As lovers of the Old West, we are truly fortunate to have another Western film release so close on the heels of “Broken Trail” and “3:10 to Yuma”. Yay! I’d only recently heard of the movie–right here on P & P as a matter of fact!–so you can imagine my curiosity to learn more about it. The film is just now being shown in theaters, and I found it interesting how “Appaloosa” came about.
If you thought the story is about a horse–nope! You’re wrong. Appaloosa is a tiny town needing protection and justice against a local rancher who’s been roughing up the place. The community decides to hire a couple of gunmen who are best friends to help them out by stepping in as the law.
The movie is based on the novel of the same name, written by Robert Parker. Actor-director Ed Harris read the book while in Ireland back in 2005. By the time he’d read 35 pages, he was so taken with the story, he had a fervent desire to both direct and act in it. He immediately called his agent to acquire film rights, then later met with Robert Parker to discuss the project. Not surprisingly, Parker was honored and impressed that a man of Ed Harris’ caliber wanted to adapt his book for the screen.
Every writer’s dream, eh?
From the get-go, Harris insisted on staying as close to Parker’s story line as possible, and the screenplay was written as such. The two main characters, Virgil Cole and Everett Hitch, gave the story its depth and meaning. If you’re looking for a movie busting with special effects and non-stop action, you won’t find it in Appaloosa. Harris falls back on the westerns we remember by using a less hurried pace and more focus on the characters.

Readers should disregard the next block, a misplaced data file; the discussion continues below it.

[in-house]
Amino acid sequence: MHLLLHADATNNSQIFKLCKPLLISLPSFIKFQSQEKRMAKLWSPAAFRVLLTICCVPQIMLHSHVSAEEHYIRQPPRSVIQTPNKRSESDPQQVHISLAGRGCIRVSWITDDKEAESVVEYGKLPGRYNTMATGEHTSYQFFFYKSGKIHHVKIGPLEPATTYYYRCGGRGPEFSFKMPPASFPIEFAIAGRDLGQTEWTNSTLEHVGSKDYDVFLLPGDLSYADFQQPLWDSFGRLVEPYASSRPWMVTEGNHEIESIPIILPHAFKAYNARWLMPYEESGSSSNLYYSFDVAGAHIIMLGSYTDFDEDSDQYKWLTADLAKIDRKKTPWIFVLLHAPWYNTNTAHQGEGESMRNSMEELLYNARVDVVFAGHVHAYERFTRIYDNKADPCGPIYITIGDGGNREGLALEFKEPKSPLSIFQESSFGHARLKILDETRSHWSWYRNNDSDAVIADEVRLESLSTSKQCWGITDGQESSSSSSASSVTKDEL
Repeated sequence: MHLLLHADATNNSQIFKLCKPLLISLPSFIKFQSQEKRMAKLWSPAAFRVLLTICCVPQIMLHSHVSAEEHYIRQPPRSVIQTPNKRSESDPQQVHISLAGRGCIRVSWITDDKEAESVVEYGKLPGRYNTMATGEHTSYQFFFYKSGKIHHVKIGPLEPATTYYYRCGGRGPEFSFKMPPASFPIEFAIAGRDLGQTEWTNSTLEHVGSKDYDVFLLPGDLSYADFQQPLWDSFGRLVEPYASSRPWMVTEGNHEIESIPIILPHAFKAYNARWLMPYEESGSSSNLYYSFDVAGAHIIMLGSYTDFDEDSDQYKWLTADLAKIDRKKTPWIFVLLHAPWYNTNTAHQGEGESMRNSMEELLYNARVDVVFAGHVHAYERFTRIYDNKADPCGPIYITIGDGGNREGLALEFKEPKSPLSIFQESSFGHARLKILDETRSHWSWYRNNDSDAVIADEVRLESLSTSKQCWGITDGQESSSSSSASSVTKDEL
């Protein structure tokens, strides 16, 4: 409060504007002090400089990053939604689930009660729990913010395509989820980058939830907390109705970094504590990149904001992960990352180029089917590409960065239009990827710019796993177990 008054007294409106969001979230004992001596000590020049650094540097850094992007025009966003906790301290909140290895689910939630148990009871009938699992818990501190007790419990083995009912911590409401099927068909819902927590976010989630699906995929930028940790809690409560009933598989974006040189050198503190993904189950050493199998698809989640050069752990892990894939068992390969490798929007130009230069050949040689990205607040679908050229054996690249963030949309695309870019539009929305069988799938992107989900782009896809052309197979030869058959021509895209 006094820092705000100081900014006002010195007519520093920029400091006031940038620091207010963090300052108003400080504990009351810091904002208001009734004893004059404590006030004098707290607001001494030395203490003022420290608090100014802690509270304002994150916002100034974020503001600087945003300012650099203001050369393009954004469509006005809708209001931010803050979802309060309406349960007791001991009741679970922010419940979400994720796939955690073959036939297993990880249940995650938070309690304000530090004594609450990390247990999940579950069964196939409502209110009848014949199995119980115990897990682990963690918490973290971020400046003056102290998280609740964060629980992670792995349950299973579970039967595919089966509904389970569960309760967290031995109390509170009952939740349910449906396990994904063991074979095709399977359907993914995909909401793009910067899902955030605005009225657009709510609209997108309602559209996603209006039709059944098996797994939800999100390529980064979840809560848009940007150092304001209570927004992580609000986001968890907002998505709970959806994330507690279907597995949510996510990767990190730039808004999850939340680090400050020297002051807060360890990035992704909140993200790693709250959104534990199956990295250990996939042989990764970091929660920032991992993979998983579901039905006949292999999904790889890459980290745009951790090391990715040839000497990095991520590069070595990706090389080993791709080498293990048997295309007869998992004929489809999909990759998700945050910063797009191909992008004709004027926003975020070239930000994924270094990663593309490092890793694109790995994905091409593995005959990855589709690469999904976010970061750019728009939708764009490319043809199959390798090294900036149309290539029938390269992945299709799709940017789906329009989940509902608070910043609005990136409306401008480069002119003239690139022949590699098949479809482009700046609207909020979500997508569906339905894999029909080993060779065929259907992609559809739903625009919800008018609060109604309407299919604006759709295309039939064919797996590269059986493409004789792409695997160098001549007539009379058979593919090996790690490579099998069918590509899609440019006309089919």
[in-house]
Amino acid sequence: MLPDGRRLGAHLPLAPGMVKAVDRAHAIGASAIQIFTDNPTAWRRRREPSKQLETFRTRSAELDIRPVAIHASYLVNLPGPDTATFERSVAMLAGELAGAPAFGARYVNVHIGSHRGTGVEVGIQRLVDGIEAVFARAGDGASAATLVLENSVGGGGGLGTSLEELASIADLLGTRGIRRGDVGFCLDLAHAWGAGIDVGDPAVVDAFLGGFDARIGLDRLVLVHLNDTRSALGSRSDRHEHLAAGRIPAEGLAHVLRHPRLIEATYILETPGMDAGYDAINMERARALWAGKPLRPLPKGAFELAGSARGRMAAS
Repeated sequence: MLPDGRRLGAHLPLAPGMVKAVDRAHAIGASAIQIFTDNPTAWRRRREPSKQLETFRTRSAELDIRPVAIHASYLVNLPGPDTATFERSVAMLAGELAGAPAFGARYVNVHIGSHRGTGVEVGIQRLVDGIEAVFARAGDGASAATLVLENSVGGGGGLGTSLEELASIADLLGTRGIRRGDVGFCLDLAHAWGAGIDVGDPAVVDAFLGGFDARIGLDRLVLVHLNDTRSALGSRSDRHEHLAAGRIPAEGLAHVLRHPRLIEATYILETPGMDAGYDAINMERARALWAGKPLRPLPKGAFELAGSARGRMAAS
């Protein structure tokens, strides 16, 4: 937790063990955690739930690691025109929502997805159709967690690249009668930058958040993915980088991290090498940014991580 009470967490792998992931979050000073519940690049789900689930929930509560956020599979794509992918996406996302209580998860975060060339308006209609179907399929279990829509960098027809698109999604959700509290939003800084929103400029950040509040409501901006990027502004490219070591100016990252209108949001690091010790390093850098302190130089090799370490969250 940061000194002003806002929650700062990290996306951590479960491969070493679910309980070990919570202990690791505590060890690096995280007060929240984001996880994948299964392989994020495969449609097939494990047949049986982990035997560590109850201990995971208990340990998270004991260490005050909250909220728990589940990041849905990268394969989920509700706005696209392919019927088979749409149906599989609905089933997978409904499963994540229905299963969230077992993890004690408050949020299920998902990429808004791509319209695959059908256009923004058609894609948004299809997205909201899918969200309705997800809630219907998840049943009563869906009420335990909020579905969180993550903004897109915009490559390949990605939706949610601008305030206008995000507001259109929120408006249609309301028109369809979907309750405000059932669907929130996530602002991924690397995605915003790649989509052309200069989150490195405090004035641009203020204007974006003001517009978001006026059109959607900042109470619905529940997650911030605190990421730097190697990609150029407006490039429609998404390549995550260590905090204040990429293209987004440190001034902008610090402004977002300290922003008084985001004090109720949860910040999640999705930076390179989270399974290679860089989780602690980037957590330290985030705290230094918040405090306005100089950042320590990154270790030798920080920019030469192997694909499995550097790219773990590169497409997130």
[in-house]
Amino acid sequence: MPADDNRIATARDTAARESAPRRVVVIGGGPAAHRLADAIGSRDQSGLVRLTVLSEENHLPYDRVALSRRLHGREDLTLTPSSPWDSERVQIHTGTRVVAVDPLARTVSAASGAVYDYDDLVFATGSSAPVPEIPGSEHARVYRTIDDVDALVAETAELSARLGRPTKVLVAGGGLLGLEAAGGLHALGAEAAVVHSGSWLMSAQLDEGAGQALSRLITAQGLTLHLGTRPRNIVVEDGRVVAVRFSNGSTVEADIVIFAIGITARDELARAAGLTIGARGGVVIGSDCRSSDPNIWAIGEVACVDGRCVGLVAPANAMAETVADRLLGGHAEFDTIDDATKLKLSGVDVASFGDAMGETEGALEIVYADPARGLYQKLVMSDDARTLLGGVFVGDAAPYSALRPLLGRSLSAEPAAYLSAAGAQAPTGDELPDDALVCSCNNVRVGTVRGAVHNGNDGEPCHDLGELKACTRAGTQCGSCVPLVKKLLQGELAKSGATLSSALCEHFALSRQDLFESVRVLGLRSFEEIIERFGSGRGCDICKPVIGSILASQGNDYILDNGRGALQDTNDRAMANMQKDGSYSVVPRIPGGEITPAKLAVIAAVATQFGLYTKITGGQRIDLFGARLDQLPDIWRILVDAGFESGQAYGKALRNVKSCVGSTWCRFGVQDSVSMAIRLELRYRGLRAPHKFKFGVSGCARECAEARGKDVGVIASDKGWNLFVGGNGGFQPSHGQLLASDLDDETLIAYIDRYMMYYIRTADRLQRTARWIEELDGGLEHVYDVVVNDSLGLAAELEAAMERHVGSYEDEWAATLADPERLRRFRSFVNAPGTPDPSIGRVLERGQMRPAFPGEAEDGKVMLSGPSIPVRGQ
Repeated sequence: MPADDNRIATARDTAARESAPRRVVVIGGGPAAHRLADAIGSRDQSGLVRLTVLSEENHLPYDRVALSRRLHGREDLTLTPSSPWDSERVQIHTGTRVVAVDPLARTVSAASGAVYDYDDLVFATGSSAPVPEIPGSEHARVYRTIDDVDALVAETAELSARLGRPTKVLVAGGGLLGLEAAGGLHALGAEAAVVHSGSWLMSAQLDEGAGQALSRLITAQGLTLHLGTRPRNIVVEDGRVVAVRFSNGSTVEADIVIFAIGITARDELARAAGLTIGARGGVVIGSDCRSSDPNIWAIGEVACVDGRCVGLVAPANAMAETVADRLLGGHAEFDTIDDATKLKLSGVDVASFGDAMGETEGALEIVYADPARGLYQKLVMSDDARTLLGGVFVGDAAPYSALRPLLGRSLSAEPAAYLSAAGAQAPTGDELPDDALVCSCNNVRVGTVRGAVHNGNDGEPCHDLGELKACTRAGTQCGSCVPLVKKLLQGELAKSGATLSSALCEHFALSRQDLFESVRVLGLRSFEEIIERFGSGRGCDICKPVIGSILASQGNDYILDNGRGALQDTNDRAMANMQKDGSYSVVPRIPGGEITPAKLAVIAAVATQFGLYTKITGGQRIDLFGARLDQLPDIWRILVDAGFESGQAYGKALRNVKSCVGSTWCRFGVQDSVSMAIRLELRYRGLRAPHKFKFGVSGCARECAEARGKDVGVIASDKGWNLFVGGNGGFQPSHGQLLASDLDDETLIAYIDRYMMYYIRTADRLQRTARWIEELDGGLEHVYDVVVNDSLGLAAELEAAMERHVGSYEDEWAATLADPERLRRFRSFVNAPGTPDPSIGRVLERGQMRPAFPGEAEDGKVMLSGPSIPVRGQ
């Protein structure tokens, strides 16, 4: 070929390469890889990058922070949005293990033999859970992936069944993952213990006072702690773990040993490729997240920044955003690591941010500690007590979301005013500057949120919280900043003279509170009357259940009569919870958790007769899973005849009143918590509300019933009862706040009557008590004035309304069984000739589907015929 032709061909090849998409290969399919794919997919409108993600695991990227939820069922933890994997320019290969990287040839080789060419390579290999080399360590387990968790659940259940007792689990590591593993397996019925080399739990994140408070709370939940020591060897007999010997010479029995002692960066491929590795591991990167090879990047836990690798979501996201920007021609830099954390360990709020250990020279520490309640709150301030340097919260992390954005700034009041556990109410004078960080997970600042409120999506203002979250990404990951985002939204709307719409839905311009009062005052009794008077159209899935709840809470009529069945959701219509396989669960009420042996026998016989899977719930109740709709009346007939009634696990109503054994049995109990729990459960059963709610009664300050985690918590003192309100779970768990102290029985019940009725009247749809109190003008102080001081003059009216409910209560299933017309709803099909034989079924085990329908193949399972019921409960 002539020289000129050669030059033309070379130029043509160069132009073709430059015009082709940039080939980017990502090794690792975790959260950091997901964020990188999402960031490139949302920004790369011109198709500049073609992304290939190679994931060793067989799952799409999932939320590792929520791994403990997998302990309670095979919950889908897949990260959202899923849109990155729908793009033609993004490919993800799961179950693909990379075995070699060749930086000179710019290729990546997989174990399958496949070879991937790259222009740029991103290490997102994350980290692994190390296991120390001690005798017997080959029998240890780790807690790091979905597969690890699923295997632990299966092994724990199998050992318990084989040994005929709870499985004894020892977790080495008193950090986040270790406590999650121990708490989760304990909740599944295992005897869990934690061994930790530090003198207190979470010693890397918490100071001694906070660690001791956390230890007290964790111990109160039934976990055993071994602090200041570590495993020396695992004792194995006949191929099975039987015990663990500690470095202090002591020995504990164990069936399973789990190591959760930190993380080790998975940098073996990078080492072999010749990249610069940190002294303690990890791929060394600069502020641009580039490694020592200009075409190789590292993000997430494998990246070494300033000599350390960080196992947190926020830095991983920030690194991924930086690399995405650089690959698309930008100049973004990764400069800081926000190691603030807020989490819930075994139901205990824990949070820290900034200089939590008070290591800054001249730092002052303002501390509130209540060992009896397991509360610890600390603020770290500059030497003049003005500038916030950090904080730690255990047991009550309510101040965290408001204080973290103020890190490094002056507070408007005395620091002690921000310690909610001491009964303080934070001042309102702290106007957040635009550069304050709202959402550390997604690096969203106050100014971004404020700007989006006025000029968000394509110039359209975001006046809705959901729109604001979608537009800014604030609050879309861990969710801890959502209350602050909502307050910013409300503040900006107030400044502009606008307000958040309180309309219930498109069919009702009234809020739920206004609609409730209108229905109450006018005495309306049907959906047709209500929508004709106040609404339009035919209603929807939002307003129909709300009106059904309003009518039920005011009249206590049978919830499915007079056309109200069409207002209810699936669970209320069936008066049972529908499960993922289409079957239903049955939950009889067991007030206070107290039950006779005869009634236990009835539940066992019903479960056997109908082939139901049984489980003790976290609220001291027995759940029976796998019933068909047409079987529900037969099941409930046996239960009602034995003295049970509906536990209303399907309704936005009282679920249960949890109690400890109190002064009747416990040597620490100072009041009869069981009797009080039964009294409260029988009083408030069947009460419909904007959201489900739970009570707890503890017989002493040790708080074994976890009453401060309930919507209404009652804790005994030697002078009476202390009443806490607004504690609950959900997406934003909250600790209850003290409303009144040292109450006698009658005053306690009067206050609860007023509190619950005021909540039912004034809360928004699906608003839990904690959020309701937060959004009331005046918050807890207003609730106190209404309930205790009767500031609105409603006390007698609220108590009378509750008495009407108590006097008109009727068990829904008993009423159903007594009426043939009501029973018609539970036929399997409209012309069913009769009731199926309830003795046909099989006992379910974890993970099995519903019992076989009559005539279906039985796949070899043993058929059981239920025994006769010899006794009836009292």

Ed Harris admits the screenplay was a tough sell since few westerns are made these days and don’t fare as well overseas. Today’s actors, in their 20s and 30s, never cut their eye teeth on westerns, either, as the previous generation had. These factors, along with a mega-budget of $20 million, had production companies dragging their feet.
Eventually, however, Ed Harris wrestled financing and film distribution into place and turned his attentions to casting. With Virgil Cole and Everett Hitch the crucial thrust of the story, Harris knew he needed a strong presence to work beside him. He’d taken on the role of Cole–the first person he thought of for Hitch? His ol’ buddy, Viggo Mortensen. Viggo agreed to do the project, but his tight schedule pushed Harris’ project back until Viggo could squeeze some time in to start shooting.
Next, Harris set out to woo Renee Zellweger to play the part of Allie, a woman of questionable character and indiscretions who feels she must align herself with the most powerful man to survive. Renee fell in love with the part and signed on.
Intense research into the period of the 1880s compelled Ed Harris to choose a villain who was less a thug but more like the thousands of immigrants pouring into this country at the time. Jeremy Irons, a British actor, fit the image Harris created, and with that, his cast was complete.
Last October, near Austin, Texas, filming began, eventually moving to Ford Ranch outside of Santa Fe. I found it interesting that the same set was used for Russell Crowe’s “3:10 to Yuma”, completely transformed, of course, into the town of Appaloosa.
A well-regarded cinematographer highlighted the landscape and its expansive beauty, key in giving the film a strong Western look and feel. Both Viggo Mortensen and Renee Zellweger praise Ed Harris for keeping the film slower, simpler, to really ‘see’ the characters, the landscape, and of course, Appaloosa itself.
“I just tried to cut to the chase and articulate the characters and their relationships and keep the action moving,” Harris says. “Hopefully, it’s an entertaining adventure.”
Indeed! I can hardly wait to see another Western on the full screen!
How about you? Have you seen Appaloosa yet? Will you be going?
What kind of non-western movies do you prefer? Do you like the high-tech special effects? Lots of action and violence? Or are you more into tear-jerking chick-flicks?
I’ll add that Titanic is probably my favorite movie of all I’ve seen, but I’ve seen Wizard of Oz the most times in my life. The biggest tear-jerker had to be Love Story with Ryan O’Neal.
What’s your favorite movie ever?